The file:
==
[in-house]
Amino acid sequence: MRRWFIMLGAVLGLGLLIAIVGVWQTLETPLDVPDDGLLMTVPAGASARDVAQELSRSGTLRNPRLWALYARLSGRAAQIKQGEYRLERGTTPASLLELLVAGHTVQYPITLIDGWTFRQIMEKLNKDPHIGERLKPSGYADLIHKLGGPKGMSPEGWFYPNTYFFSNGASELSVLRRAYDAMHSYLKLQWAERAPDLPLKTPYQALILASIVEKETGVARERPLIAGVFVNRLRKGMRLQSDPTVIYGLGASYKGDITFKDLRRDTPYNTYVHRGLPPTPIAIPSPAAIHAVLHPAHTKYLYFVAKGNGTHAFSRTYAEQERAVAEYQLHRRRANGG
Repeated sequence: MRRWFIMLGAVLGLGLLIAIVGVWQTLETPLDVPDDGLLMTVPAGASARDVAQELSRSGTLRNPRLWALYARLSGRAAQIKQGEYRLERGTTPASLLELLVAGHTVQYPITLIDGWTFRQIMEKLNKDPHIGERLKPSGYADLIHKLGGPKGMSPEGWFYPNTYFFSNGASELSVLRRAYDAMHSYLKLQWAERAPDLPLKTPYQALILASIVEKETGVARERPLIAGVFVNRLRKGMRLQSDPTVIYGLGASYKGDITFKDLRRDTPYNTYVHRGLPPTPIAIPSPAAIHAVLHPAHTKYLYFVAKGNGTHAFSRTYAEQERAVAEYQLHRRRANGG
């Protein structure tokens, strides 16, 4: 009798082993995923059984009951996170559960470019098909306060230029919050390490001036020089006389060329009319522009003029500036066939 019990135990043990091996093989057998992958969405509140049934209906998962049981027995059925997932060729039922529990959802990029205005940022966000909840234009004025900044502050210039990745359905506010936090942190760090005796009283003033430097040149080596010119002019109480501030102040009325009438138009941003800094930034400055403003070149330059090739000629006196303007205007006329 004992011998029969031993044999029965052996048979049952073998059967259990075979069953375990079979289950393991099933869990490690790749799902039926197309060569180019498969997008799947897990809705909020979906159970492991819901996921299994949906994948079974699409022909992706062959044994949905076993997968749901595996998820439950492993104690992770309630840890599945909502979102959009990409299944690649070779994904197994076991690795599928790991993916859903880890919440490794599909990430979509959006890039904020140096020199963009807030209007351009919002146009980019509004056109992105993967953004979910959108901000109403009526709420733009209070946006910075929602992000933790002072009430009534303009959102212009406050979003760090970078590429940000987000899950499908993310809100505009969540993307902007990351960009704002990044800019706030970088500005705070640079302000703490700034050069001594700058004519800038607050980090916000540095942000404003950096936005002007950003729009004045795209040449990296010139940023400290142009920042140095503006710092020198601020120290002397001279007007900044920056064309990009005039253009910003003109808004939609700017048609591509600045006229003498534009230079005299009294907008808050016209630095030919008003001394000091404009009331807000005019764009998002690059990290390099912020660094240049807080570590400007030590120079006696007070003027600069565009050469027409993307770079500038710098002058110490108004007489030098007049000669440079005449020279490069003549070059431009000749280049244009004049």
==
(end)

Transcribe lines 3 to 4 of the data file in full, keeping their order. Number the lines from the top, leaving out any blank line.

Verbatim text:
Repeated sequence: MRRWFIMLGAVLGLGLLIAIVGVWQTLETPLDVPDDGLLMTVPAGASARDVAQELSRSGTLRNPRLWALYARLSGRAAQIKQGEYRLERGTTPASLLELLVAGHTVQYPITLIDGWTFRQIMEKLNKDPHIGERLKPSGYADLIHKLGGPKGMSPEGWFYPNTYFFSNGASELSVLRRAYDAMHSYLKLQWAERAPDLPLKTPYQALILASIVEKETGVARERPLIAGVFVNRLRKGMRLQSDPTVIYGLGASYKGDITFKDLRRDTPYNTYVHRGLPPTPIAIPSPAAIHAVLHPAHTKYLYFVAKGNGTHAFSRTYAEQERAVAEYQLHRRRANGG
């Protein structure tokens, strides 16, 4: 009798082993995923059984009951996170559960470019098909306060230029919050390490001036020089006389060329009319522009003029500036066939 019990135990043990091996093989057998992958969405509140049934209906998962049981027995059925997932060729039922529990959802990029205005940022966000909840234009004025900044502050210039990745359905506010936090942190760090005796009283003033430097040149080596010119002019109480501030102040009325009438138009941003800094930034400055403003070149330059090739000629006196303007205007006329 004992011998029969031993044999029965052996048979049952073998059967259990075979069953375990079979289950393991099933869990490690790749799902039926197309060569180019498969997008799947897990809705909020979906159970492991819901996921299994949906994948079974699409022909992706062959044994949905076993997968749901595996998820439950492993104690992770309630840890599945909502979102959009990409299944690649070779994904197994076991690795599928790991993916859903880890919440490794599909990430979509959006890039904020140096020199963009807030209007351009919002146009980019509004056109992105993967953004979910959108901000109403009526709420733009209070946006910075929602992000933790002072009430009534303009959102212009406050979003760090970078590429940000987000899950499908993310809100505009969540993307902007990351960009704002990044800019706030970088500005705070640079302000703490700034050069001594700058004519800038607050980090916000540095942000404003950096936005002007950003729009004045795209040449990296010139940023400290142009920042140095503006710092020198601020120290002397001279007007900044920056064309990009005039253009910003003109808004939609700017048609591509600045006229003498534009230079005299009294907008808050016209630095030919008003001394000091404009009331807000005019764009998002690059990290390099912020660094240049807080570590400007030590120079006696007070003027600069565009050469027409993307770079500038710098002058110490108004007489030098007049000669440079005449020279490069003549070059431009000749280049244009004049």